CO2-induced change in a coupled ocean-atmosphere model and its paleoclimatic implications


  • Syukuro Manabe,

  • Kirk Bryan Jr.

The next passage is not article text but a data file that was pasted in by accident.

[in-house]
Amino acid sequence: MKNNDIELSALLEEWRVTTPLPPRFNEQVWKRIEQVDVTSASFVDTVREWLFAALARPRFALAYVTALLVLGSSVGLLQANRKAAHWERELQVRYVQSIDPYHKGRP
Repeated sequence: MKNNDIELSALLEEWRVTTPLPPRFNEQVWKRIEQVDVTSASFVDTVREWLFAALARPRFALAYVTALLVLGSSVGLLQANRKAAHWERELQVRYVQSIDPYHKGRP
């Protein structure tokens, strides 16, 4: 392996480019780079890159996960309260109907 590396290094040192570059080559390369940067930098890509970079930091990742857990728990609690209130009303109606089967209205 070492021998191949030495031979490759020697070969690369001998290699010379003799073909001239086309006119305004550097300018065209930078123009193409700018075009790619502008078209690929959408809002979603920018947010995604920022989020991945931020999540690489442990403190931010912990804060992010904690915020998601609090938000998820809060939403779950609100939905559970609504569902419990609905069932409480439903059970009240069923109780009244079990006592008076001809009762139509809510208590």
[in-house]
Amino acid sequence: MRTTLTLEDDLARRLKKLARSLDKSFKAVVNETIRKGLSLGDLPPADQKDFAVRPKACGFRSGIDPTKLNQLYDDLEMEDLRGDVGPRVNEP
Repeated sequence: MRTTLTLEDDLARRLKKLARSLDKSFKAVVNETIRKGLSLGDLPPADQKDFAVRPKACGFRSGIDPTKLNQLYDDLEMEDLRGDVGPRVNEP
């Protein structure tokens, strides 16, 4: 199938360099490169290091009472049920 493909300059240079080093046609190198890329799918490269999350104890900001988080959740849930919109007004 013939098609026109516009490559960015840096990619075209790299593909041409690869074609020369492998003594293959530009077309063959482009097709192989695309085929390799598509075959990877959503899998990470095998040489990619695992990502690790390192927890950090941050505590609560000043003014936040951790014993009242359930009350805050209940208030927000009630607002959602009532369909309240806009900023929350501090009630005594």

The climatic effects of very large changes of CO2 concentration in the atmosphere are explored using a general circulation model of the coupled ocean-atmosphere system. As a simplification the model has an annual mean insolation and a highly idealized geography, A series of climatic equilibria are obtained for cases with ½, 1/√2, 1, 2, 4, and 8 times the present CO2 concentration in the atmosphere. The results from these six numerical experiments indicate the climatic signatures of large CO2 changes in the atmosphere and in the abyssal and surface waters of the ocean. As the CO2 concentration in the model atmosphere increased from 1 to 8 times the normal value, the meridional gradient of surface air temperature decreased, while that of upper tropospheric temperature increased in agreement with the results of earlier CO2 climate sensitivity studies. However, the intensity and latitudinal placement of the atmospheric jet hardly changed. Despite the reduction of meridional temperature gradient, the meridional density gradient of water at the ocean surface changed little because of the increase of thermal expansion coefficient of seawater with increasing temperature. Thus the intensity of thermohaline circulation in the ocean model does not diminish as expected in the range from 1 to 8 times the normal atmospheric CO2 concentration. As was shown in an earlier study, the CO2-induced changes in the deep sea follow the change of sea surface temperature in high latitudes and thus are much larger than the globally averaged changes of sea surface temperature. The model predicts that the area mean rates of precipitation, evaporation, and runoff increase with increasing CO2 concentration in the atmosphere. The latitudes of the arid zone and the high surface pressure belt in the subtropics are almost constant in the entire range of 1–8 times normal CO2. In general, the climatic signature obtained from the model appears to be consistent with a CO2 hypothesis for the climatic changes in the Cenozoic with the following exception: the tropical sea surface temperature in the model has a small but significant increase with increasing atmospheric CO2 concentration, while tropical sea surface temperature as deduced from the isotopic record appears to have no systematic trend during the Tertiary. It is found that the climate corresponding to one-half normal CO2 is markedly different from the normal and high-CO2 cases. Sea ice extends to middle latitudes, and the thermohaline circulation in the model ocean loses its intensity and is largely confined to an area between the sea ice margin and the equator. The poleward heat transport by ocean currents is very small in high latitudes, markedly reducing the surface air temperature there. It is suggested that a similar process, which enhances the positive albedo feedback effect of sea ice, played a key role in reducing surface air temperatures over the North Atlantic during the last glacial maximum.